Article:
How To Break The Addiction To Anger
It is easy to become addicted. We are all creatures of habit. Habits provide a sense of certainty, security and stability in our lives. When they are disrupted our sense of well being becomes easily threatened. However, when we depend upon a habit for our sense of well being, it is easy for it to develop into an addiction.
Addiction to anger is one of the most common and lethal addictions, and one most seldom recognized. The anger addict becomes hooked by the false sense of power anger brings. As the addiction grows, it consumes more and more of their lives, producing painful consequences.
The best way to undo an addiction is to look it squarely in the face, see what triggers it, how it functions become aware of the false promises it offers and the huge costs we pay. Then we replace old behaviors with new ones that are easy and enjoyable. As we dissolve an addiction we regain power back over our lives.
To begin to dissolve the addiction to anger, we will start by becoming aware. What is the source of this addiction? What function does it serve?
Functions of Addictions
When we are addicted to anything (anger, substances, relationships), many troubling aspects of life are blocked out. Our focus narrows. The addiction numbs us to painful feelings we may not wish to deal with. The addiction is serving as a defense against anxiety. It prevents us from seeing and dealing with issues, which need to be attended to.
In particular, an addiction to anger provides a sense of power. This is often a defense against feeling helpless or inadequate. Individuals become blind to the fact that as the addiction develops, they will need more and more of it to feel okay. Not only does the dosage increase, but so does the negative impact upon their lives.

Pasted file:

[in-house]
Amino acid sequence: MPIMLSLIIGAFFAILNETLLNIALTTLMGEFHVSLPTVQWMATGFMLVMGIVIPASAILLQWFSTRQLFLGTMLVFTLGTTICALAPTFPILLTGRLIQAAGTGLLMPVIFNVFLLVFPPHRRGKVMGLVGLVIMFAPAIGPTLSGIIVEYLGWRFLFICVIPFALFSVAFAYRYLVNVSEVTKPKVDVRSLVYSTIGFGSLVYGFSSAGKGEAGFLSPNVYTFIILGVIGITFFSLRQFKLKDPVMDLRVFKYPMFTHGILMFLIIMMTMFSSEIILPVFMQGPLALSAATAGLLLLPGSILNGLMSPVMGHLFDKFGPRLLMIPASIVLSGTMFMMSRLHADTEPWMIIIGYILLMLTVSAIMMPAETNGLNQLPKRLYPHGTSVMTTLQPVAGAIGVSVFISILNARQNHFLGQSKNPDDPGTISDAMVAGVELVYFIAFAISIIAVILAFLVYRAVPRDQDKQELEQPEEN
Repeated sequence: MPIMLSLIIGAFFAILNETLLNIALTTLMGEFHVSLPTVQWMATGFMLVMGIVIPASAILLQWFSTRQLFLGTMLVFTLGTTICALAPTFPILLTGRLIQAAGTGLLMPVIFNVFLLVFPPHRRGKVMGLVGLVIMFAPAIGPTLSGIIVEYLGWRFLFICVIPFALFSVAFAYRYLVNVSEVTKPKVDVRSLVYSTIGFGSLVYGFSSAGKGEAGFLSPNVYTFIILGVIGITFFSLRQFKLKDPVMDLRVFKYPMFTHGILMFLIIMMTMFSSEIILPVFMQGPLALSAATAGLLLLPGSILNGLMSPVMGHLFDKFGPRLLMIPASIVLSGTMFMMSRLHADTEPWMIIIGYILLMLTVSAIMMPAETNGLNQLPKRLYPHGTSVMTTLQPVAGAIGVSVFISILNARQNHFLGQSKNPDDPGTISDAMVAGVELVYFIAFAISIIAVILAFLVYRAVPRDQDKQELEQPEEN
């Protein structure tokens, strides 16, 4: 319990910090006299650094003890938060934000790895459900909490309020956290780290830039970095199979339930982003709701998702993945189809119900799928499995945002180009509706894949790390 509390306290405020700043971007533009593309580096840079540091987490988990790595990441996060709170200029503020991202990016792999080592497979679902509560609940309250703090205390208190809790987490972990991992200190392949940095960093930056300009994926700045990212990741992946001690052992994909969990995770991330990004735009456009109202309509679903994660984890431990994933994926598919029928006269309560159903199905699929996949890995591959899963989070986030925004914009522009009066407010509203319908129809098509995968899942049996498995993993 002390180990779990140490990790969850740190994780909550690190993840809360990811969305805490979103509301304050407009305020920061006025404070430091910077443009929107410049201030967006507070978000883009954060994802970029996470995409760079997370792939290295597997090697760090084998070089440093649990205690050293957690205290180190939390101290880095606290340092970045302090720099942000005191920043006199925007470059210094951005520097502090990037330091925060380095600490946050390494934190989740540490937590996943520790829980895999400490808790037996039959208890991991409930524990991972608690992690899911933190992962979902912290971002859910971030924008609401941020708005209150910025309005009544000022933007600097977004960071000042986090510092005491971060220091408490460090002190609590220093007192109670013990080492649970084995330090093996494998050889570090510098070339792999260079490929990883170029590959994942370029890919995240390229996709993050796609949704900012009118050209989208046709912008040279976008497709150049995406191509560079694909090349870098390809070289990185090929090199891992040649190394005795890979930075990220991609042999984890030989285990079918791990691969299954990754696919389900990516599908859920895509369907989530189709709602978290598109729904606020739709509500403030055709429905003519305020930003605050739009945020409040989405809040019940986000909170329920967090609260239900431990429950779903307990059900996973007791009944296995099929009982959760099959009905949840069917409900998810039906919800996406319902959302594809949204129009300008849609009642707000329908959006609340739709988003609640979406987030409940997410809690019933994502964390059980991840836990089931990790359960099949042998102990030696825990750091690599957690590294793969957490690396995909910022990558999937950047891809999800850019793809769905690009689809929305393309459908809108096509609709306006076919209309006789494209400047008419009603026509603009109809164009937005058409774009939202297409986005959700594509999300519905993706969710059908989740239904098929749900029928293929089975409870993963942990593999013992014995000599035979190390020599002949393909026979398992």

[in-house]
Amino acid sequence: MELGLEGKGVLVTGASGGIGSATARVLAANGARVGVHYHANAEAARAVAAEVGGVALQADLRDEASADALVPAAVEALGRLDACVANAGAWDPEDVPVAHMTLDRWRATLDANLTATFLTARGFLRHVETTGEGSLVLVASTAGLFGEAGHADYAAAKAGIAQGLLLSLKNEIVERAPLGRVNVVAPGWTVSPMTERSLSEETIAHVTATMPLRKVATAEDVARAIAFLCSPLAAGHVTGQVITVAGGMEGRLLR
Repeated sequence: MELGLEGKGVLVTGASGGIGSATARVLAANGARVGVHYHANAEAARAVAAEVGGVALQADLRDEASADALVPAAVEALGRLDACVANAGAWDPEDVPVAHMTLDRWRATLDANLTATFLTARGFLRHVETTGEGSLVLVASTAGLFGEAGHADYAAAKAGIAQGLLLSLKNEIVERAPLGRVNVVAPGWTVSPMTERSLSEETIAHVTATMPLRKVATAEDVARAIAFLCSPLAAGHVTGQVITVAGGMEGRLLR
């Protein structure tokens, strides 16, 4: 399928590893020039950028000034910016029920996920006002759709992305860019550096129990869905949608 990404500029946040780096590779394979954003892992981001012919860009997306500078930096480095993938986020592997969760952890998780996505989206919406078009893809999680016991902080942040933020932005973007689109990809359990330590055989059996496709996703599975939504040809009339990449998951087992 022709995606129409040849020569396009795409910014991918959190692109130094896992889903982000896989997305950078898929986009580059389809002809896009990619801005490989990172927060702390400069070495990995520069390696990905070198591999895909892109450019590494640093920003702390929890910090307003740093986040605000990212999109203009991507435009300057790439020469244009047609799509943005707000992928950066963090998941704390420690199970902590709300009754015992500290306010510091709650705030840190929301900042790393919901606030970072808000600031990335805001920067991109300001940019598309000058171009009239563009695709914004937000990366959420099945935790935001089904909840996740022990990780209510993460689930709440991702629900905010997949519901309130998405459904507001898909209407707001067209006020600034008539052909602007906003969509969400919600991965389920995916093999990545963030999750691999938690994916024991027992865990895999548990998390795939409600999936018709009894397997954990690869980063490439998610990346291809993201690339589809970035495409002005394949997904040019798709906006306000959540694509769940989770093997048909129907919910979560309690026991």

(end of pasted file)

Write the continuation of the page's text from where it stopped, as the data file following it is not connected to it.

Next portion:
Addiction provides a false sense of security. At first it makes the individual feel safe and secure. The reality, however, is that an addiction blinds an individual from doing what needs to be done to build a life of true value and stability.
Effects Of Addiction To Anger
When we are angry we often have a temporary feeling of strength, energy,power, authority or control. Much like alcohol, the surge of anger, which takes over, block out fears, inhibitions and doubts. There is a temporary sense of freedom and empowerment that we normally lack.
Anger also blocks out logical thought processes, producing a sense that we are absolutely right. Some individuals who have trouble making decisions can make them easily then. Decisions made while angry often focus only upon a limited aspect of the situation. These kinds of decisions rarely provide positive outcomes.
Anger provides a sense of justification. Many actions that might seem unacceptable when calm seem perfectly fine when we are angry. Anger also encourages us to blurt out negative thoughts and feelings we may have been holding in that might have better gone left unsaid. Of course, after the surge of anger passes, it is difficult to take these words back. Even if we apologize the after effects remain.
Dissolving The Addiction To Anger:
1)List the times in which you feel angry or upset automatically. What person, thoughts, memory or situation brings this up? For now, just notice this and write it down. As you go through the day, if another situation strikes you, step back, notice it, and write it down as well. Rather than reacting blindly, you are now taking time to become aware. Once you become fully aware of the way anger operates in your life it will not be able to sneak up from behind.
2)Find a substitute for the automatic angry reaction. Instead of reacting the same old way the next time the situation arises, stop, breathe and tell yourself, I will not be a slave to anger anymore. Stop and listen to the person and say to yourself, “This time I will let them be right. There’s plenty of time to be right later.” See how much better you feel now getting pulled down into anger.
3)Find a new way of viewing the situation. Instead of seeing them as an enemy, tell yourself that their anger is a cry for help. It comes from pain and conflict within. Instead of going on the attack, say to the person (either in your mind or out loud), “What can I do to serve you?” Not only will this diffuse the anger, but will open new doors for both of you to walk through.